Contract lost – and what you can learn from it
An untraceable contract from the 1980s recently caused a real tiz in a North Rhine-Westphalian town. The reason: A company located in a landscape conservation area wanted to extend its premises. Its legal predecessor had already extended in the aforementioned 1980s and, in doing so, had ensured that it would not extend again in the future – a promise that was also binding for its legal successor.
So far, so good? Wrong? This contract apparently only exists in the memory of the former councillors – at least there is no sign of it in the archive. The result: Anger and uncertainty amongst residents, with the politics and within the company itself.
3,000 kilometres of archive files
A one-off case? Perhaps – but it is no reason for malice. After all, there are paper archives across Germany; not just in local authorities. A few figures: The Association of German Cities and Towns believes there to be 3,000 kilometres-worth of files in state and non-state archives. This is equivalent to a pilgrimage from Germany to Santiago de Compostela, along the famous “Camino de Santiago”. 1,000 to 1,500 kilometres of the files are found in local authority archives. Ergo: The story of the lost contract could happen again sooner than you might think.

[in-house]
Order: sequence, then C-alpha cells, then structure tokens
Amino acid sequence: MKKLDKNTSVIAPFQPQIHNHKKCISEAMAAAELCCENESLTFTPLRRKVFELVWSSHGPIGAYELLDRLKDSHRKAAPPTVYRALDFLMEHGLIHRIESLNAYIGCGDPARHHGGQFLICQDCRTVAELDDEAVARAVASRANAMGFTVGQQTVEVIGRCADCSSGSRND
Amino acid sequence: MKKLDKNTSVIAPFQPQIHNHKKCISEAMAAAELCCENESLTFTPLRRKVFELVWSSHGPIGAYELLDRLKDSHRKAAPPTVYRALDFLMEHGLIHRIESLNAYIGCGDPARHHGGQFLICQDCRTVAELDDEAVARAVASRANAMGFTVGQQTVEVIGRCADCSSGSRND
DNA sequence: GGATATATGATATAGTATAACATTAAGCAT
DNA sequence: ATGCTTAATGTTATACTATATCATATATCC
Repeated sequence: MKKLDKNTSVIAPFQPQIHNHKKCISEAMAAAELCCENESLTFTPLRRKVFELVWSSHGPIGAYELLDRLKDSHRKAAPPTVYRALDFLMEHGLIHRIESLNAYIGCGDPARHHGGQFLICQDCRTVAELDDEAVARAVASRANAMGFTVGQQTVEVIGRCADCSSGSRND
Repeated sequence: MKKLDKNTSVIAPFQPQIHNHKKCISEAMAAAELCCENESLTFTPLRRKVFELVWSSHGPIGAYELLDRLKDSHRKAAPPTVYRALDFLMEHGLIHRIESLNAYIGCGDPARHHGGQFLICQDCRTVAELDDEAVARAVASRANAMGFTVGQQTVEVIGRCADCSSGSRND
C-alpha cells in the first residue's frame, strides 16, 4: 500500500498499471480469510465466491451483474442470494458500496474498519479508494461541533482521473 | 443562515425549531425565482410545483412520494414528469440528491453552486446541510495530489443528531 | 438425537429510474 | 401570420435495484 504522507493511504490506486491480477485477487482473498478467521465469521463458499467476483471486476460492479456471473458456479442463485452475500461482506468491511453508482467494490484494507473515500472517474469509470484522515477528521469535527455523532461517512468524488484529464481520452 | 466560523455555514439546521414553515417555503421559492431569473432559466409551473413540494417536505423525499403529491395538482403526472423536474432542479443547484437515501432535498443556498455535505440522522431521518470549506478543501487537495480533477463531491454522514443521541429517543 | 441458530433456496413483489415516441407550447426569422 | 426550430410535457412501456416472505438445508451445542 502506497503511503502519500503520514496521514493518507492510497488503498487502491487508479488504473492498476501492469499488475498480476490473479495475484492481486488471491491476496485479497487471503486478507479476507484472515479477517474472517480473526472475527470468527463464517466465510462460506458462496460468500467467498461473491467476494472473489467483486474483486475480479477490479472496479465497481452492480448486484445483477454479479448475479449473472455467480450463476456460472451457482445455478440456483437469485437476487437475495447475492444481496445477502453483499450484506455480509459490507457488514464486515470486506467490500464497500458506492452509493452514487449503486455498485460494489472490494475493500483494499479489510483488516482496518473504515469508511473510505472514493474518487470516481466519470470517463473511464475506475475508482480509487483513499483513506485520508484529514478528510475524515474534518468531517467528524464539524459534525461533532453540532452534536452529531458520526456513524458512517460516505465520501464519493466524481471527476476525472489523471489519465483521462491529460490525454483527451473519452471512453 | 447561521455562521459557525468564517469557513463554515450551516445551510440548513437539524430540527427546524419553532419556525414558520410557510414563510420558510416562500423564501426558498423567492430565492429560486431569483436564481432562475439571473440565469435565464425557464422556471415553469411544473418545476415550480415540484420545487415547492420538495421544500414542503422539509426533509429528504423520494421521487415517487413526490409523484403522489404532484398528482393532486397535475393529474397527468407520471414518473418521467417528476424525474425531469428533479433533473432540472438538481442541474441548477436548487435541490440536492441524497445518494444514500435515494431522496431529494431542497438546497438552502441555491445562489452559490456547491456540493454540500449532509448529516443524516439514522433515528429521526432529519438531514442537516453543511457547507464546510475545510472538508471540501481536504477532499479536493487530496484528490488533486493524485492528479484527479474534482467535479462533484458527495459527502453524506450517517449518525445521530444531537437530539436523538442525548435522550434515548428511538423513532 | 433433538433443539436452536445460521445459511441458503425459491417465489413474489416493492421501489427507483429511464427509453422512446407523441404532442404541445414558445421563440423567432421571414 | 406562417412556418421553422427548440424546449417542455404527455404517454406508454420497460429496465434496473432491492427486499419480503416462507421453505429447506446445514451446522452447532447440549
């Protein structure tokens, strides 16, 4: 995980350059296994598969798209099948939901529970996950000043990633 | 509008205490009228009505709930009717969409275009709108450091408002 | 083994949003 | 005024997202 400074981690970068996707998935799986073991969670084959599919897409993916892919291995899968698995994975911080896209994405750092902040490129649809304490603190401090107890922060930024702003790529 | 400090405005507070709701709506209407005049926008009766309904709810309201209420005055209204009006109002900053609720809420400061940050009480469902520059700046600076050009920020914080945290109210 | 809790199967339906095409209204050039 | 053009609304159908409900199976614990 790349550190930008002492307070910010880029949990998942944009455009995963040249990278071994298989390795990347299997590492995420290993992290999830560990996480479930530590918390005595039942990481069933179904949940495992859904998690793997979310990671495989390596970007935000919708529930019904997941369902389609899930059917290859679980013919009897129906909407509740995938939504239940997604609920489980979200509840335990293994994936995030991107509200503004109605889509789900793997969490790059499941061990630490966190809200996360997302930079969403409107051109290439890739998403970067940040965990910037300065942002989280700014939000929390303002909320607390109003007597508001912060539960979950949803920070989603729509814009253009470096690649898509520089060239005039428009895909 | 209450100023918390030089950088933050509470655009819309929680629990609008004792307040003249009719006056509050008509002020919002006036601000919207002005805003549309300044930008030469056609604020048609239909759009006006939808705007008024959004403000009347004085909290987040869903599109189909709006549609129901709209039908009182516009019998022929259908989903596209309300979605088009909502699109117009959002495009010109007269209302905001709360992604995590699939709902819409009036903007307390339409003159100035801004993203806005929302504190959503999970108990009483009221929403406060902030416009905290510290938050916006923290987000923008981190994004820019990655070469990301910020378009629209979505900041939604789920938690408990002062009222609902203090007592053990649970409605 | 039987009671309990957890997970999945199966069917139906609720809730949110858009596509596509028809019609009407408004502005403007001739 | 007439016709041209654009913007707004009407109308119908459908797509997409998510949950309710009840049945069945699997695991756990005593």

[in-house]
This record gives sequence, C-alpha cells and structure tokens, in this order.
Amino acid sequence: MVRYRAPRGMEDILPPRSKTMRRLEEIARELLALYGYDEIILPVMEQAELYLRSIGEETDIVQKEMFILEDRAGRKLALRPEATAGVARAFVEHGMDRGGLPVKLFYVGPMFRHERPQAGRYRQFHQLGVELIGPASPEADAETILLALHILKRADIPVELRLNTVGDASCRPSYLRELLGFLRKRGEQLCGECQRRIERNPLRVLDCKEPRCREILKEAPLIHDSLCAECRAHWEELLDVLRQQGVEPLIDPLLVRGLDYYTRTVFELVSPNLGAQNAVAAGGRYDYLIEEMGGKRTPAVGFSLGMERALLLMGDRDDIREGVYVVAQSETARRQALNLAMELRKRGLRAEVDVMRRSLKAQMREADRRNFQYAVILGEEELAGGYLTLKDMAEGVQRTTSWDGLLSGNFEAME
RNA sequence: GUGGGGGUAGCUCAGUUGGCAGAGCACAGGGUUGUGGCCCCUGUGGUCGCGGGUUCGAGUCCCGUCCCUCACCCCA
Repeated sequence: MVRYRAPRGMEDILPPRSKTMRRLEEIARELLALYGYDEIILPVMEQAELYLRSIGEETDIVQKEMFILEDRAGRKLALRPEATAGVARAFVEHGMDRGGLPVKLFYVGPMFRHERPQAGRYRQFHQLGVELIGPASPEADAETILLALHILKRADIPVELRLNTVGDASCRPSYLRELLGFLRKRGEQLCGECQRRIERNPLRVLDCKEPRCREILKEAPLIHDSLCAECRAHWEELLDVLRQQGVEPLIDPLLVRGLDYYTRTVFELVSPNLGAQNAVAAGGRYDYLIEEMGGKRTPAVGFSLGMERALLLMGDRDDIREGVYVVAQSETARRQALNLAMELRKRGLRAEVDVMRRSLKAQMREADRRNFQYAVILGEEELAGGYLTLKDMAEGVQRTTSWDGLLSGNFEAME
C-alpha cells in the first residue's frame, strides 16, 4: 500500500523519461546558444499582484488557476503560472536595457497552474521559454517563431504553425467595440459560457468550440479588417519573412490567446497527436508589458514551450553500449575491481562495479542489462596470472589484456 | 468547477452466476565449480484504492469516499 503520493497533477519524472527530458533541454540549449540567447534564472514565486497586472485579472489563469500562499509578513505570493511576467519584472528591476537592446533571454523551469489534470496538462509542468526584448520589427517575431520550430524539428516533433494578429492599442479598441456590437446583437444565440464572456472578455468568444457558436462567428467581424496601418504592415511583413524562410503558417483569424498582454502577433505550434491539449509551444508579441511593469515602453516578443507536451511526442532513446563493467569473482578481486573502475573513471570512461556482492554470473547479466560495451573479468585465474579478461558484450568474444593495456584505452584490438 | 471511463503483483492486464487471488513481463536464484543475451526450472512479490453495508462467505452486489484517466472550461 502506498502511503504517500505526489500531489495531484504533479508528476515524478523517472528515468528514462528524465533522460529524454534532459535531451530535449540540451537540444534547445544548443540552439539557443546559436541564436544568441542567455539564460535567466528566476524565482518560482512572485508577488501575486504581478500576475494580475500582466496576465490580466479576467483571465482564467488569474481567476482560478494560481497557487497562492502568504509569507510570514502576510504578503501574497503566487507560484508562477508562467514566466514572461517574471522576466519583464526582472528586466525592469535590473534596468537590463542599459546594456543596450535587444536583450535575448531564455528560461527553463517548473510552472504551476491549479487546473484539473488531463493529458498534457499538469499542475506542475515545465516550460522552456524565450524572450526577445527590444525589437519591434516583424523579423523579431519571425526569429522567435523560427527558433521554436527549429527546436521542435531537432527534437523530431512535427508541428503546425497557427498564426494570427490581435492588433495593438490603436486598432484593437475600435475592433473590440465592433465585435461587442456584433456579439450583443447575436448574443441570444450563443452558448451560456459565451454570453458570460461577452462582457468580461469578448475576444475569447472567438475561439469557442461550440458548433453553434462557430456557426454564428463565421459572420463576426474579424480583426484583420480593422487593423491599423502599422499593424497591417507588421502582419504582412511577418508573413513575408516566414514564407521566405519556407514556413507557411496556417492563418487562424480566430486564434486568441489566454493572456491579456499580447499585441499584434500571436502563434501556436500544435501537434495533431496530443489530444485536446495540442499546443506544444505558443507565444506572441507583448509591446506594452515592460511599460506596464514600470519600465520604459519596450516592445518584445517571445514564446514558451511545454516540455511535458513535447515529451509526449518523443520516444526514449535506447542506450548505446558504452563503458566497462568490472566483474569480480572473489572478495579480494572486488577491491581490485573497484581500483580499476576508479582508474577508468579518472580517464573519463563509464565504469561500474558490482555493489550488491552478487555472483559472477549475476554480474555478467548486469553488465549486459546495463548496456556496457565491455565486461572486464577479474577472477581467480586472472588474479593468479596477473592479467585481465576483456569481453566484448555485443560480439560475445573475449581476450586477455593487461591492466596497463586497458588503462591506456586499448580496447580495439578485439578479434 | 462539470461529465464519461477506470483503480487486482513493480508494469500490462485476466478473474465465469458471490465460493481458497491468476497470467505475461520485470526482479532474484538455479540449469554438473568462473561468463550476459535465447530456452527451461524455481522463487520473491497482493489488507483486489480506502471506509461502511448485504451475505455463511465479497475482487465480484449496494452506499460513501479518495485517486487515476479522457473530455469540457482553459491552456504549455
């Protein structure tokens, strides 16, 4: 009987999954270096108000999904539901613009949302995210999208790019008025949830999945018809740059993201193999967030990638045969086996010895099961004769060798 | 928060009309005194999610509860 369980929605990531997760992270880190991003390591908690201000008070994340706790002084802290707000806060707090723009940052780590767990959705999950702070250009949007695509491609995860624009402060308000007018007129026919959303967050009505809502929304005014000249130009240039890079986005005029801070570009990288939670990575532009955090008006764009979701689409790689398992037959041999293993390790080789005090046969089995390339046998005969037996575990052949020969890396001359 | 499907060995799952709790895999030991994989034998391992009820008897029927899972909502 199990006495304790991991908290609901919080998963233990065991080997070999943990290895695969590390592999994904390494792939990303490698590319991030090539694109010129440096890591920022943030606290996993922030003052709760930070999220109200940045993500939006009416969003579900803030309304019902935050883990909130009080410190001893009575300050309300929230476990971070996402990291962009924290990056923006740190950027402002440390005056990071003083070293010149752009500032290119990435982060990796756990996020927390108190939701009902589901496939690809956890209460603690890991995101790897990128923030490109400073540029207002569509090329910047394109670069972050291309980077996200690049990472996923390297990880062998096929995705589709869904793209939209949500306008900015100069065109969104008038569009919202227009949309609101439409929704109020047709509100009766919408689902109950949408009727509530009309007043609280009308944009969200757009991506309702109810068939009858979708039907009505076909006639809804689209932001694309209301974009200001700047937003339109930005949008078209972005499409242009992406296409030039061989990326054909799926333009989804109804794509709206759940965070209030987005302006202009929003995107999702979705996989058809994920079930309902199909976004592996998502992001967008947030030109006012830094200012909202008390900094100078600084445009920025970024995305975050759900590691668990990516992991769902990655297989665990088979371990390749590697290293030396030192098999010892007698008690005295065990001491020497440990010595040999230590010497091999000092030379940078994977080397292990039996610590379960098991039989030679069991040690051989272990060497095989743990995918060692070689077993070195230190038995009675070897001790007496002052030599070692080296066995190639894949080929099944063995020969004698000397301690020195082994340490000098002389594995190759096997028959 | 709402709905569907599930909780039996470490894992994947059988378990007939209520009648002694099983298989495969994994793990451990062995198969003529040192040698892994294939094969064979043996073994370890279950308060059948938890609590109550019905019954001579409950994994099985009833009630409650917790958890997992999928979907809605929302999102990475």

Legal certainty? Yes, but that is not all…
A digital archive would have reconciled many disputes about planning permission and agreements – if a file could not just be found quicker, but found at all. Even if a file happened to be deleted, it would be possible to trace who had deleted the file in question. In any case, an archive of this kind would bring a clear advantage in terms of legal certainty and planning reliability.
Yet, there is a further point that needs to be mentioned: Just as is the case with the example from the North Rhine-Westphalian local authority, a comparably old document could have political and economic relevance. A German proverb states that “paper is patient” (roughly equivalent to “paper doesn’t blush”); yet its patience does not last forever. It can age more quickly depending on the paper quality and storage. Just consider fax documents on thermographic paper! As such, digitalisation also represents a step towards long-term archiving.
A high number of unreported cases?
Now comes the inevitable question: How many kilometres of the paper archive have already been digitalised? Sadly we are stuck for an answer. No-one has yet come up with a statistic for this. One thing is for certain, though: There are sure to be some missing.